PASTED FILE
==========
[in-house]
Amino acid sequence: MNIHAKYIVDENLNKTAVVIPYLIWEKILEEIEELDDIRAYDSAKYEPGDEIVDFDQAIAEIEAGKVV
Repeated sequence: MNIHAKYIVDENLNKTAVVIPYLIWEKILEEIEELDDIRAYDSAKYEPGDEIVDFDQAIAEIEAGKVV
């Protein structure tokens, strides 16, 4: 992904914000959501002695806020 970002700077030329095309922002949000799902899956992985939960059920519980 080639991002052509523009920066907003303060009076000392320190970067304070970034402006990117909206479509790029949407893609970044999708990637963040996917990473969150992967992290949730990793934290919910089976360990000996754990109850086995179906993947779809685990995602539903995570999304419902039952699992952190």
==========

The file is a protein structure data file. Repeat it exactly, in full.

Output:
[in-house]
Amino acid sequence: MNIHAKYIVDENLNKTAVVIPYLIWEKILEEIEELDDIRAYDSAKYEPGDEIVDFDQAIAEIEAGKVV
Repeated sequence: MNIHAKYIVDENLNKTAVVIPYLIWEKILEEIEELDDIRAYDSAKYEPGDEIVDFDQAIAEIEAGKVV
């Protein structure tokens, strides 16, 4: 992904914000959501002695806020 970002700077030329095309922002949000799902899956992985939960059920519980 080639991002052509523009920066907003303060009076000392320190970067304070970034402006990117909206479509790029949407893609970044999708990637963040996917990473969150992967992290949730990793934290919910089976360990000996754990109850086995179906993947779809685990995602539903995570999304419902039952699992952190």